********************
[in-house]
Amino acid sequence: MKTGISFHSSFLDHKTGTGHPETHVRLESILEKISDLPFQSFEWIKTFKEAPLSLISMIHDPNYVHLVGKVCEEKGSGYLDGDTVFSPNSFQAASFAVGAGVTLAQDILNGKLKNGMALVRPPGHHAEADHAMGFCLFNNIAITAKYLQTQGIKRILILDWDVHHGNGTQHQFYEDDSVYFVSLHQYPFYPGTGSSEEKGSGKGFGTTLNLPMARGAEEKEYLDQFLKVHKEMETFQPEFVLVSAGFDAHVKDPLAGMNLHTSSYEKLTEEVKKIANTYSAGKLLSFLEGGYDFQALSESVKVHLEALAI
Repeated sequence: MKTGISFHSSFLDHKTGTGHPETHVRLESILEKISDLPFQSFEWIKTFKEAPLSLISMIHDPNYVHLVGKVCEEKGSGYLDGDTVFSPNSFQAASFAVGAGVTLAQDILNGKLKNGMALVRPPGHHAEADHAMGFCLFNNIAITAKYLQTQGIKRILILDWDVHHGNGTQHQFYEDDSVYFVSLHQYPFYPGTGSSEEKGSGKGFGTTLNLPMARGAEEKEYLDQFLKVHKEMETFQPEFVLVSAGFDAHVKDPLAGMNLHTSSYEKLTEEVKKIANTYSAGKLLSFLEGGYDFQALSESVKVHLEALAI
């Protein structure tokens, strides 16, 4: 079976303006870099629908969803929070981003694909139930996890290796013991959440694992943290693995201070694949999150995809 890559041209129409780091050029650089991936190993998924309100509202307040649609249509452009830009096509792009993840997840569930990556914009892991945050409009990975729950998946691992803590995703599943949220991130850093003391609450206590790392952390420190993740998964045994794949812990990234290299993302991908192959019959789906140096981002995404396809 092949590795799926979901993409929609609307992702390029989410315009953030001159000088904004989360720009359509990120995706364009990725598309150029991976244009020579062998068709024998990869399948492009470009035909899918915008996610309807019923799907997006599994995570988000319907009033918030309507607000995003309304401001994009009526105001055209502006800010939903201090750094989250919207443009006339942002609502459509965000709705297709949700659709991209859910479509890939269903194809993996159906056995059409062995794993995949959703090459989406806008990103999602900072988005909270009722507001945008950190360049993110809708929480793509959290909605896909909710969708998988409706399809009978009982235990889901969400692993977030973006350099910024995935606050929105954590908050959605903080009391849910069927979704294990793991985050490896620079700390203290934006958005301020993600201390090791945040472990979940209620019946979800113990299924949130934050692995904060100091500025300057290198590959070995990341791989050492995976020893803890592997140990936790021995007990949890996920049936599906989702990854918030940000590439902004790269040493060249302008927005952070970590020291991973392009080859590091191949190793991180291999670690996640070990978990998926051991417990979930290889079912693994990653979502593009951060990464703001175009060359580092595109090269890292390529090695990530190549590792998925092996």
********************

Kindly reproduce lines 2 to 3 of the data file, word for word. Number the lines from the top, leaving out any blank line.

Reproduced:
Amino acid sequence: MKTGISFHSSFLDHKTGTGHPETHVRLESILEKISDLPFQSFEWIKTFKEAPLSLISMIHDPNYVHLVGKVCEEKGSGYLDGDTVFSPNSFQAASFAVGAGVTLAQDILNGKLKNGMALVRPPGHHAEADHAMGFCLFNNIAITAKYLQTQGIKRILILDWDVHHGNGTQHQFYEDDSVYFVSLHQYPFYPGTGSSEEKGSGKGFGTTLNLPMARGAEEKEYLDQFLKVHKEMETFQPEFVLVSAGFDAHVKDPLAGMNLHTSSYEKLTEEVKKIANTYSAGKLLSFLEGGYDFQALSESVKVHLEALAI
Repeated sequence: MKTGISFHSSFLDHKTGTGHPETHVRLESILEKISDLPFQSFEWIKTFKEAPLSLISMIHDPNYVHLVGKVCEEKGSGYLDGDTVFSPNSFQAASFAVGAGVTLAQDILNGKLKNGMALVRPPGHHAEADHAMGFCLFNNIAITAKYLQTQGIKRILILDWDVHHGNGTQHQFYEDDSVYFVSLHQYPFYPGTGSSEEKGSGKGFGTTLNLPMARGAEEKEYLDQFLKVHKEMETFQPEFVLVSAGFDAHVKDPLAGMNLHTSSYEKLTEEVKKIANTYSAGKLLSFLEGGYDFQALSESVKVHLEALAI